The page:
When you buy a place to live, people often remind you it could be the biggest investment you will ever make. But a home is a lot more than just an investment. A home is shelter, to start with, but also an important part of your lifestyle, memories, and more. The many roles of a home make converting the value of your property into income a lot more complex than selling a stock and tallying up any profits.
Still, for many Americans, their home is their most valuable asset and a large portion of their total wealth (see chart). It’s also a big part of spending—accounting for almost a third of all money spent. That makes it worth considering the financial side of homeownership, along with the other facets of your home, as you build your retirement plan. For many people looking to decrease the risk of running out of money in retirement, deciding to work longer and choosing a home are the decisions with the greatest potential impacts.
If you want to consider using home equity, your options include a reverse mortgage and a home equity line of credit. But perhaps the most common approaches to reducing your housing expenses are downsizing to a smaller home in the same area, or relocating to a less expensive area, or combining elements of both—relocating to a smaller home in a less expensive area.
To really understand the financial impact a move might have, you have to consider more than just the potential sale price or equity in your home. The price of a new home, the taxes and costs connected with the transaction, changes in the cost of ownership, the cost of living (COL) in the new area, and other factors will all help determine just how much of a difference a move could make for your retirement income.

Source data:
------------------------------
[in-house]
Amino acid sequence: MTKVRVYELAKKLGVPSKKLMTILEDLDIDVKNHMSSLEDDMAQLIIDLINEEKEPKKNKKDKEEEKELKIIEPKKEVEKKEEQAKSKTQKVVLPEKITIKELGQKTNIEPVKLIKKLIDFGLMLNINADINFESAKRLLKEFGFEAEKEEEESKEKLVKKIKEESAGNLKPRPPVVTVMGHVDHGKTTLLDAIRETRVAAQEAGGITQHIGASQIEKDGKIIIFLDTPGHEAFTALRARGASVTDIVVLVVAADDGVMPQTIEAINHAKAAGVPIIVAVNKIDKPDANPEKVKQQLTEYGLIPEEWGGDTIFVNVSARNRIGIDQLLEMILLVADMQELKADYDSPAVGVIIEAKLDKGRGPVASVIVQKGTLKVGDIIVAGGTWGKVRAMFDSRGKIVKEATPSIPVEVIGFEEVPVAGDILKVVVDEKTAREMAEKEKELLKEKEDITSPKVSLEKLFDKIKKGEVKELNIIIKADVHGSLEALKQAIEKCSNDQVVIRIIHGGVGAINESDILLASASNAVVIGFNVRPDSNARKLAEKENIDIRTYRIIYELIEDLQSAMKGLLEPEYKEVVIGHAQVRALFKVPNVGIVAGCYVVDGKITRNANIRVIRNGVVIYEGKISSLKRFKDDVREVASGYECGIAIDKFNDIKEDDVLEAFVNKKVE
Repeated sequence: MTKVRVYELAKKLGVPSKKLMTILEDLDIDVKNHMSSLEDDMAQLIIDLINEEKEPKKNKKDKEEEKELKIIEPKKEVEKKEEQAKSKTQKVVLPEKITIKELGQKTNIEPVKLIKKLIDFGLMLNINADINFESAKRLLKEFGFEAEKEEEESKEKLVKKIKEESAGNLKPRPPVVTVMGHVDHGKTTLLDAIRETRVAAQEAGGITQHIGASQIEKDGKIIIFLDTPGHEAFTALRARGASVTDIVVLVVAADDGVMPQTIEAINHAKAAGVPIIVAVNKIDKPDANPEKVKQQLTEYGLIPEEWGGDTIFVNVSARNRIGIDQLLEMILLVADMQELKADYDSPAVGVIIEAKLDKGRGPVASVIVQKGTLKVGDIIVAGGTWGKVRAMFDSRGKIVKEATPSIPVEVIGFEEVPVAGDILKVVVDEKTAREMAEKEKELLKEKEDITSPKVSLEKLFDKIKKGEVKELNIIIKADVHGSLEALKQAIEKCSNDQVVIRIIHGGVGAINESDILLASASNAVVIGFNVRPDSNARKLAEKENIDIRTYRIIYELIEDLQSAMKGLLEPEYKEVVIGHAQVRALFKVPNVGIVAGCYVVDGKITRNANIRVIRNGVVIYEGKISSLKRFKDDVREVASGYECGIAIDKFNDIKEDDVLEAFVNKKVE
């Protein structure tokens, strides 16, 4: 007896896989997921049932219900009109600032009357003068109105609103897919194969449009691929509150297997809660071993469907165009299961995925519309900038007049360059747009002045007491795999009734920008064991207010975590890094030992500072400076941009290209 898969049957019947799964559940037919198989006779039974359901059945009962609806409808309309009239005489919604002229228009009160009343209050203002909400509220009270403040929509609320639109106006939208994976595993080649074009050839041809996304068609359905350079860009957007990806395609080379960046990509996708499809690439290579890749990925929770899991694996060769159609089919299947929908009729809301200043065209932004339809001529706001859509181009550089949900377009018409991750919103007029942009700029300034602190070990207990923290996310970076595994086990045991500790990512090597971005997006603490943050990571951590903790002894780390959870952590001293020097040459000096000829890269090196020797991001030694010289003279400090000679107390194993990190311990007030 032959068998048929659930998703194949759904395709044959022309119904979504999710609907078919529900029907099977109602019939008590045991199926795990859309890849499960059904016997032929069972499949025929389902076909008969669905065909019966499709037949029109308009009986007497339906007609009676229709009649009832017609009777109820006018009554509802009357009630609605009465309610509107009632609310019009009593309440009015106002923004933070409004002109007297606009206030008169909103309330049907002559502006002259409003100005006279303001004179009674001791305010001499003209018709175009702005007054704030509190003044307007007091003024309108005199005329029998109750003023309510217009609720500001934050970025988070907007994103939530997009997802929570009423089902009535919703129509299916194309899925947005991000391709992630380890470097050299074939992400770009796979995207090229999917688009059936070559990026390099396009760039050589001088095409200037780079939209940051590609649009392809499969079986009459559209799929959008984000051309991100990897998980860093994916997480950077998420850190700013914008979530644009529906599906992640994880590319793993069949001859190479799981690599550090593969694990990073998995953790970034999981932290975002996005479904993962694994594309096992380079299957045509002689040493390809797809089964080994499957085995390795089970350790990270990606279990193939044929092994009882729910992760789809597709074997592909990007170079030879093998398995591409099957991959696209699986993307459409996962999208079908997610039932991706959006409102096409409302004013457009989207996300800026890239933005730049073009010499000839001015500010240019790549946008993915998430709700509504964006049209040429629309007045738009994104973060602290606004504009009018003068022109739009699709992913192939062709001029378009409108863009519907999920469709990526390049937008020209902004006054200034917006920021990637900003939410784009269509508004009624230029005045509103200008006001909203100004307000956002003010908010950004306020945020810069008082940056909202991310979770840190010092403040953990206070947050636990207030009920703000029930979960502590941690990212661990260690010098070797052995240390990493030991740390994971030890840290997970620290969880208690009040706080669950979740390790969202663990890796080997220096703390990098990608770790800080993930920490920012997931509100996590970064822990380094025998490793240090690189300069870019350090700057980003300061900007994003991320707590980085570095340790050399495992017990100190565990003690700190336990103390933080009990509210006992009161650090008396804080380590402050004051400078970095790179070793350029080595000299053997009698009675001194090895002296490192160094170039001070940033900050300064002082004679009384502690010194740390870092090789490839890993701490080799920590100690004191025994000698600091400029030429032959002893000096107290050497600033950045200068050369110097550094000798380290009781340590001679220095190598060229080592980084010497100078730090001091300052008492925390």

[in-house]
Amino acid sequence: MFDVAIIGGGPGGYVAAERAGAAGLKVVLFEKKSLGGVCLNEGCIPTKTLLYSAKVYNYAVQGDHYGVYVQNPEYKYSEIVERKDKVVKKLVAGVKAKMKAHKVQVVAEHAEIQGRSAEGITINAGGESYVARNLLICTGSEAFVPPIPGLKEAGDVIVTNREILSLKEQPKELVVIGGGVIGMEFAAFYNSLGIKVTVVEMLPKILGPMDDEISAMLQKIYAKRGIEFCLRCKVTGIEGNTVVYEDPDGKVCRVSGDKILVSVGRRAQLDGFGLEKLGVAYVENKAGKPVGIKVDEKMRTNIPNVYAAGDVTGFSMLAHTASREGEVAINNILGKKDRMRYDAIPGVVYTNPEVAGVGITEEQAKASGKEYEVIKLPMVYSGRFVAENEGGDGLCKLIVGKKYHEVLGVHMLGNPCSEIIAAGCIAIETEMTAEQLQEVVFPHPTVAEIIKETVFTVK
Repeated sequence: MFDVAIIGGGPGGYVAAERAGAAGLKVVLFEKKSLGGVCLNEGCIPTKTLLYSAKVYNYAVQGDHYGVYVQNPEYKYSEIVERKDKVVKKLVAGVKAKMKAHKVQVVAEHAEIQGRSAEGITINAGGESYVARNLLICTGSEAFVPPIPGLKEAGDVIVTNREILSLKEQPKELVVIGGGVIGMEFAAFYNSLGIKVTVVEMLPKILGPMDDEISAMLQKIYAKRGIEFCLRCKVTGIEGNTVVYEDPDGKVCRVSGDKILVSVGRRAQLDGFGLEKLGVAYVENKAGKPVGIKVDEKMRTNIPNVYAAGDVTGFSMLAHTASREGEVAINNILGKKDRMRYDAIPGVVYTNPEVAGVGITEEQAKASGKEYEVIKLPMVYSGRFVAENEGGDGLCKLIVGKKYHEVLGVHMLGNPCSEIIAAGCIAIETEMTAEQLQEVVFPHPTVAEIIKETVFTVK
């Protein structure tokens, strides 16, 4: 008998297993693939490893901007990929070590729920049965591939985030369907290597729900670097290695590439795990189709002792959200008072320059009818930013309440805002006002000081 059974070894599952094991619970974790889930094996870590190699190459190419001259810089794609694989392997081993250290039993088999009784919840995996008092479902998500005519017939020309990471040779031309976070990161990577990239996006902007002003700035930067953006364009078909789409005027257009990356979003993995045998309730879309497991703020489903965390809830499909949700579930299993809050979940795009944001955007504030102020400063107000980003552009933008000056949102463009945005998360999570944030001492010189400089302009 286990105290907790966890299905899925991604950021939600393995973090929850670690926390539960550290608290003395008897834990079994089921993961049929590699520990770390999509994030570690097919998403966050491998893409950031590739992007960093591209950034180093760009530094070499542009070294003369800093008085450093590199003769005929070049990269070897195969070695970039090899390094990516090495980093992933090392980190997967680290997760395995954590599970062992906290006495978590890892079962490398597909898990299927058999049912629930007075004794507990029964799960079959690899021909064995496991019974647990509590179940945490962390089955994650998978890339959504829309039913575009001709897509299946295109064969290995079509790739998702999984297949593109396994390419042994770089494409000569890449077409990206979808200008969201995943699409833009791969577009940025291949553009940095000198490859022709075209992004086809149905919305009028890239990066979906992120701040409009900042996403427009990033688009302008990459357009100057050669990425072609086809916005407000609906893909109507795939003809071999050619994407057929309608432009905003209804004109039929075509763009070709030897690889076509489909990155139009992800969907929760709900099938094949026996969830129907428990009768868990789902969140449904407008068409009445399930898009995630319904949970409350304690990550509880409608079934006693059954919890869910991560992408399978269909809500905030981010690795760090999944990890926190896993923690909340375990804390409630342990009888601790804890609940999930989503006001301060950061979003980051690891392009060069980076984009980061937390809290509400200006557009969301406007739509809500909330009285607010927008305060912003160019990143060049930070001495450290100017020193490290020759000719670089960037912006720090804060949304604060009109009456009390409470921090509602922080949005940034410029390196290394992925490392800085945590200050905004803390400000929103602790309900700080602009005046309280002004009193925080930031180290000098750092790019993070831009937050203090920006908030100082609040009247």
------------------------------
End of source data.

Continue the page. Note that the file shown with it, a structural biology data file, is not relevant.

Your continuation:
"Housing plays a huge role in personal finances and wealth," says Andrey Lyalko, vice president at Fidelity. "The impact of reduced costs on retirement planning, and the potential to walk away with some cash from the sale of a home, make housing a key part of a retirement income strategy."
The overlooked impact of costs
If you have owned a home for a long time, you may have seen the value of your home rise significantly. What’s more, you might have built up equity as you paid off a lot of your mortgage. If you sell and walk away with some cash, you can convert that into a stream of income. But it is easy to overlook the common costs of a real estate transaction. Along with the price of a new home, realtor fees, closing costs, moving fees, and the money that goes into redecorating all take bites out of your sale price. Estimates suggest these costs could average as much as 13% of the sale price of a home.
The impact of transaction and moving costs on profits will be even greater. Consider the sale of a home worth $500,000 and then a purchase of another home for $400,000. If costs add up to 13% of your sale price of $500,000, you have spent $65,000 by the time you are moved into your new home. That’s 65% of the profit you were going to use for retirement.
To overcome the high costs of moving, we suggest looking for a house that costs at least 25% less than your current home. This big reduction in price should mean that the savings from the move can ultimately be worth more than the added expenses. A 25% reduction may still not leave you with a huge cash inflow, but it is not the only benefit to downsizing.